Whitepaper

IAM Projects Done Right: Everything as a Service

Delivering on IAM is not always easy. Many organizations have experienced IAM projects stalling. An approach for one-stop-shopping can help, where the implementation, the IDaaS style deployment (Identity as a Service), and operations and continuous evolution go hand-in-hand, resulting in an efficient and modern TOM (Target Operation Model).

Martin Kuppinger

mk@kuppingercole.com

Commissioned by iC Consult

1 Executive Summary

While IAM projects have a reputation of being complex and bearing the risk of failure, making such projects a success is by no means "rocket science". It is a matter of thoughtful planning. It is a matter of proper execution. It is a matter of good project management and project governance.

Success is also a matter of choosing the right partners and technologies. Picking the right technology or technologies starts with the requirements analysis. While most organizations have some focus on that part, there is less emphasis on identifying the right partners. However, partners help in making projects a success, from guiding through the conceptual phases, supporting in the choice of tools, to implementation and operations.

These stages, starting with the implementation, followed by customization, and leading to operational support over years, are essential for making an IAM project a long-term success and for transitioning from project into production.

A key element in that transition and the ongoing operations is the definition of a TOM (Target Operating Model), which describes the various functions within an IAM organization, and the responsibilities for these functions. Responsibilities in modern, IDaaS based IAM implementations, are commonly split between multiple parties. Aside of internal IAM and business teams, there are commonly both MSPs (Managed Service Providers) and the CSPs (Cloud Service Providers) for the IDaaS service involved. Dealing with multiple parties requires a clear definition of provider and tenant responsibilities, as well as a strong IAM governance.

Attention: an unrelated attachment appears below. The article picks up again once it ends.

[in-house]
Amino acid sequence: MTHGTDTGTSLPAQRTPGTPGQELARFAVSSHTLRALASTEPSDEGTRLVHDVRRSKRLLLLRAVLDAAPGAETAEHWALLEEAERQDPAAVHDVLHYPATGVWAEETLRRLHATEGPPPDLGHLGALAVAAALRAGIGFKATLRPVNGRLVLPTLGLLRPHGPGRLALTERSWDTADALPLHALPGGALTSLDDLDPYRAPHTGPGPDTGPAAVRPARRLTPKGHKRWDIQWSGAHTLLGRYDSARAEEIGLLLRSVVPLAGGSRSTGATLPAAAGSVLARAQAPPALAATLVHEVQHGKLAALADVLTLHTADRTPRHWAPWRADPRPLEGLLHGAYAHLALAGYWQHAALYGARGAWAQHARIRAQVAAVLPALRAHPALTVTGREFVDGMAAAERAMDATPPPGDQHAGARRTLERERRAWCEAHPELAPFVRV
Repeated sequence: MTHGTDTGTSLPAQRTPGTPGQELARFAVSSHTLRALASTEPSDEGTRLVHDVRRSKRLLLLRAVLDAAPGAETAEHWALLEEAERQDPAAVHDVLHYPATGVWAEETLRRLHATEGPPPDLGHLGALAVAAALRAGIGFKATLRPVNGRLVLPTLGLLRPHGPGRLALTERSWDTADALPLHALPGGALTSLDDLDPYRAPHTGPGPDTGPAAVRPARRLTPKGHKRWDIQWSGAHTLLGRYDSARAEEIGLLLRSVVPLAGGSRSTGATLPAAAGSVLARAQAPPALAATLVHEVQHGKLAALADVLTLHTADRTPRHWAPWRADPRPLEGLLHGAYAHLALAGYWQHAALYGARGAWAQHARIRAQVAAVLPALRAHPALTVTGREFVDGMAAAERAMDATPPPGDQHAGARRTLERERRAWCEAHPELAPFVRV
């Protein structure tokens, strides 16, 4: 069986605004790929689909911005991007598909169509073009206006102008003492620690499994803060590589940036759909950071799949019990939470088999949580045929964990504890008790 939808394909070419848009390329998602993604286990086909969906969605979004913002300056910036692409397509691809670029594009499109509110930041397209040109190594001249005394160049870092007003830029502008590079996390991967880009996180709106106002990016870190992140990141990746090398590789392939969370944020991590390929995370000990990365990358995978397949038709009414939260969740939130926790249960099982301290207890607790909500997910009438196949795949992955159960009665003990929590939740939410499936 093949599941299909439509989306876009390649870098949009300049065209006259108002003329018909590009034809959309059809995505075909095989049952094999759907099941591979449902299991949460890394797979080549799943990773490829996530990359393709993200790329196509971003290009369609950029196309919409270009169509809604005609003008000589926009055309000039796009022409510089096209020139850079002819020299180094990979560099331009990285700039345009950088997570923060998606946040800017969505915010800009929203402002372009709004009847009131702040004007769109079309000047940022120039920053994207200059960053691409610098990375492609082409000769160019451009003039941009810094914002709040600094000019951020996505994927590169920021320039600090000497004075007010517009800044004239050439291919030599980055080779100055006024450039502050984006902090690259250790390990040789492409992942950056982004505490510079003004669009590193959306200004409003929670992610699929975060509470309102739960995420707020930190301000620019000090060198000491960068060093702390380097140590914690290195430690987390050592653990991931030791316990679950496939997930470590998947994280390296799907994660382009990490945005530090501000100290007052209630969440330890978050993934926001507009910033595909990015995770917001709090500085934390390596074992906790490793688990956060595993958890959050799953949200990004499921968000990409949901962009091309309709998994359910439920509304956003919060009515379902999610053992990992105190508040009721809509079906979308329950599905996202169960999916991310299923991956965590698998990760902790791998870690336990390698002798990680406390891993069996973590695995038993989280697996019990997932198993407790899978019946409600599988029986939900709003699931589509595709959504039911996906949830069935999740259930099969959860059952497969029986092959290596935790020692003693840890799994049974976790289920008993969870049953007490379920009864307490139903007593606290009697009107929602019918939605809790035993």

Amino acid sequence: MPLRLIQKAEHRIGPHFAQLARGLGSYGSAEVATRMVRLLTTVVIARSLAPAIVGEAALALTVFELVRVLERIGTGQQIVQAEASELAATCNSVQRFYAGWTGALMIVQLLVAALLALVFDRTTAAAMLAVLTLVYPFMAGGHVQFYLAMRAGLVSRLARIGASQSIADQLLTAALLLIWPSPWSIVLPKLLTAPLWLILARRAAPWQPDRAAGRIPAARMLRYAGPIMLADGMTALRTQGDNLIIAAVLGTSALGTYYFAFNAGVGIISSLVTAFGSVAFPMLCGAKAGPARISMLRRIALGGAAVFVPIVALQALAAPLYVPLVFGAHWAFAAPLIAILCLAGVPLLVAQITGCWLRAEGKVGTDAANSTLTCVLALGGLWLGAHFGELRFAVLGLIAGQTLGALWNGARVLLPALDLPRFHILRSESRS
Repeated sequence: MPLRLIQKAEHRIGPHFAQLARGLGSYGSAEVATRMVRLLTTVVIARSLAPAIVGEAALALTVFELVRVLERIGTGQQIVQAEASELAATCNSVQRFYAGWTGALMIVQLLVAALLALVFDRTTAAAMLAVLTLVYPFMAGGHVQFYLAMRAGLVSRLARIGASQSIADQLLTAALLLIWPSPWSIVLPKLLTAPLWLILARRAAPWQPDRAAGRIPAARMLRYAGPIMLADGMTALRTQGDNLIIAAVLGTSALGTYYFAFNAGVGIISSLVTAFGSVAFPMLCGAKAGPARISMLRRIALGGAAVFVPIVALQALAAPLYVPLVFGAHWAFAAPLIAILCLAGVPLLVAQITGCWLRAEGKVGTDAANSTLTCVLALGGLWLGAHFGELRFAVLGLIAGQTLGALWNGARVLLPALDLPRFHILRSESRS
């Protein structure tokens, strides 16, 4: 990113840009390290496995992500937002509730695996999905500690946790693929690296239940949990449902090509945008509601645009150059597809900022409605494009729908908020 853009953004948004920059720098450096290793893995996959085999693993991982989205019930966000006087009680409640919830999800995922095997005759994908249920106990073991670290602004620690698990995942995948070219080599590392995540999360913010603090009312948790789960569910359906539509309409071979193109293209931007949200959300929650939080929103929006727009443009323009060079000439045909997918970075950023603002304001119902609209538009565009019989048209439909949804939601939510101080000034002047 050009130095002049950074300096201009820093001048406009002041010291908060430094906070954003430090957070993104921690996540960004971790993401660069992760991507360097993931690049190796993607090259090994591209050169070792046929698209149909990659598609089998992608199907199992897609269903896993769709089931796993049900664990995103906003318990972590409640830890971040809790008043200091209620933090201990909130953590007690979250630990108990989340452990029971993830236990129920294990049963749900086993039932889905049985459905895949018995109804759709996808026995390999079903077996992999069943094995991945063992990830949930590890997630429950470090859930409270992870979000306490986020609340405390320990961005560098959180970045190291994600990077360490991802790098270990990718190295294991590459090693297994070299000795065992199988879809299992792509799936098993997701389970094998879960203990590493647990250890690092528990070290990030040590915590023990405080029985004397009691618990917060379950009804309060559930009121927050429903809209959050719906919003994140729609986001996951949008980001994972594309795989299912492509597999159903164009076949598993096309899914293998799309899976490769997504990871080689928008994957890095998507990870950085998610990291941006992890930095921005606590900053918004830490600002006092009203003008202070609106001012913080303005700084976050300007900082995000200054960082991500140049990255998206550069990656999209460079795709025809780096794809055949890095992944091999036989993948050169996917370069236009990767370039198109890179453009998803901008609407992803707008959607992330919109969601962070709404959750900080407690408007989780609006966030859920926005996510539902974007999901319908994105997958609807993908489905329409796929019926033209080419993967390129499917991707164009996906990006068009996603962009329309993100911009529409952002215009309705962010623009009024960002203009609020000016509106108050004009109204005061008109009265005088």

Another key factor for project success is getting away from traditional, customization-heavy approaches towards standards-based implementations that utilize the out-of-the-box capabilities of software. Wherever customization is needed, there needs to be an approach favorizing configuration over coding, and for segregating custom code via APIs (Application Programming Interfaces).

A one-stop-shopping approach can help in mastering the inherent complexity of IAM deployments and operations. It reduces the number of involved parties in a program or project, and thus simplifies the assignment of responsibility. The dependency on a single provider that arises in such approach must be balanced against the advantages. Aside of limiting the complexity within the TOM, advantages can stem from increased consistency in the approach for configuring and customizing the solution. The more the partner acts as both MSP and CSP, the higher also the chance that the partner will provide a high degree of standardization based on best practices in the solution, limiting the customization effort.

Making IAM programs and projects a success requires a thorough understanding of the requirements, well thought out decisions about the tools, the right organization, and the right partnerships.


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